Plans to install sleeping pods at Ted Stevens Anchorage International Airport have been grounded by, of all things, Internal Revenue Service codes.
The pods, which were planned for the airport's C concourse, would have contained two to three bunks each for weary and laid-over travelers to get some cheap rest before boarding their next flight. Their installation would have made Anchorage's airport one of the first in the nation to utilize the so-called "micro hotels" and would have increased the airport's already growing nonflight revenue.
But after going through an IRS audit a few months ago, airport bond managers noticed a prohibition in the tax code covering allowable uses for tax-free bonds against building lodging facilities.
And there's the catch. The main terminal and C Concourse have been renovated (beginning in 1999) with a combination of AMT tax-free bonds and private equity bonds. With more than $500 million still outstanding on the tax-free AMT bonds, the airport is bound by IRS codes that are meant to prohibit public bonds from being used to compete with private businesses.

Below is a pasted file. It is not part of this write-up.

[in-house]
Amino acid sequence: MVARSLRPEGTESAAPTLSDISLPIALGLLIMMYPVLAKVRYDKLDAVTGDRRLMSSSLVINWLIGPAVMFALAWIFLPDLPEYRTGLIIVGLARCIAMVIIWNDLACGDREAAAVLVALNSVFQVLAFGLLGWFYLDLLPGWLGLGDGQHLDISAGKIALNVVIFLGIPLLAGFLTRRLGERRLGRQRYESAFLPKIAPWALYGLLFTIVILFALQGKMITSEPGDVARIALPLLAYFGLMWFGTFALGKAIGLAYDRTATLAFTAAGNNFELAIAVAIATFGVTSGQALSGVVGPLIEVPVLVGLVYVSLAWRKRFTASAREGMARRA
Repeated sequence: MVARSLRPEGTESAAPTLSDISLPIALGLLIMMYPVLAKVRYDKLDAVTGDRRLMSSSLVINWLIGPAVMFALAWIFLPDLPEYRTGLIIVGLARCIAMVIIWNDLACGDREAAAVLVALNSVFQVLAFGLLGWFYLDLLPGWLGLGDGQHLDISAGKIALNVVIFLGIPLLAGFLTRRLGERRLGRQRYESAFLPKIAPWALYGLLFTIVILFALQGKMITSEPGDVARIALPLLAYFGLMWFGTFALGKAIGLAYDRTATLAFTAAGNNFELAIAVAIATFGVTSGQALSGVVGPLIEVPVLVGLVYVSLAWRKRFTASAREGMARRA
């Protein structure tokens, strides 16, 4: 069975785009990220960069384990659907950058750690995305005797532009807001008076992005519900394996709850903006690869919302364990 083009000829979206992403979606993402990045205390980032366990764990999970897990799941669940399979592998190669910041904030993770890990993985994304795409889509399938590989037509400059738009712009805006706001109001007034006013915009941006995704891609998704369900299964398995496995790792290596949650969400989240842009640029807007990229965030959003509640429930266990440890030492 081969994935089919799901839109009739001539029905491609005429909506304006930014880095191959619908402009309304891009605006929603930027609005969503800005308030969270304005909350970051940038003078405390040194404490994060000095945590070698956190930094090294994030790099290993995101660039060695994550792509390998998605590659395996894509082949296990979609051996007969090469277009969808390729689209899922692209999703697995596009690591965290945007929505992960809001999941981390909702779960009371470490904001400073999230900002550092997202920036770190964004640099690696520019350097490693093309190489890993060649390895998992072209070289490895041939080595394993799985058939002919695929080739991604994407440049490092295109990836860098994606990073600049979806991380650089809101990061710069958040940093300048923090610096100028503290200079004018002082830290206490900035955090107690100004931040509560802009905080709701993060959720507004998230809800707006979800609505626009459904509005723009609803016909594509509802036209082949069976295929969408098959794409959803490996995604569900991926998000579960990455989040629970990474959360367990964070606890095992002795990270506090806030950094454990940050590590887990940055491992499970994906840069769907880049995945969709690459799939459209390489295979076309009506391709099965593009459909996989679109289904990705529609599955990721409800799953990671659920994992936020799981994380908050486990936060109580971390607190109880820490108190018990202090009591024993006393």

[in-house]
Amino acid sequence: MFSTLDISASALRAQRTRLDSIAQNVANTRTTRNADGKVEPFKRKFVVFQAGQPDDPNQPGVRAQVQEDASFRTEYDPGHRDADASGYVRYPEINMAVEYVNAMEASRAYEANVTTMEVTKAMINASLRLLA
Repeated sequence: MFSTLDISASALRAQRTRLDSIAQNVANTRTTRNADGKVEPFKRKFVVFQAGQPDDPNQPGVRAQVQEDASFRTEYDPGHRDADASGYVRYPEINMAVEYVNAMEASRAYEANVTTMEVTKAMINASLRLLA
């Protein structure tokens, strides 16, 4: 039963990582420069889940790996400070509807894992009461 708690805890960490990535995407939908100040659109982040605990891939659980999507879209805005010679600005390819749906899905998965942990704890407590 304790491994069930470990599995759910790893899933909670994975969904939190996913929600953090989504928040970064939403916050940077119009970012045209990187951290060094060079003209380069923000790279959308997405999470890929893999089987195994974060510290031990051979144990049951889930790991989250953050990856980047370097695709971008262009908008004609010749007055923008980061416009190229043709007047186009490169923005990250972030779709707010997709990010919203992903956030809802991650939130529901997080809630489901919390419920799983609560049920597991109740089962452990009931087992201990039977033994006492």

The restaurants, shops and even a beauty salon that already exist don't violate IRS code because they are for the sole use of airport travelers and employees. It seems obvious that sleeping pods would also be used only by the traveling public, since they would be on the other side of the TSA security screening area. However, IRS code section 142.C.2.a specifically forbids "any lodging facility" from being built when tax-free bonds are still outstanding. There may be a workaround to the problem, but airport officers didn't want to take any chances with the tax man.
"It's complex," said Keith Day, the financial controller for the Alaska International Airport System, which includes the Anchorage and Fairbanks airports. "We made the determination that the most conservative approach was to not take any risk with it."
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"Couldn't let us profit. Wouldn't be civilized." ~ Capt. Malcolm Reynolds, Firefly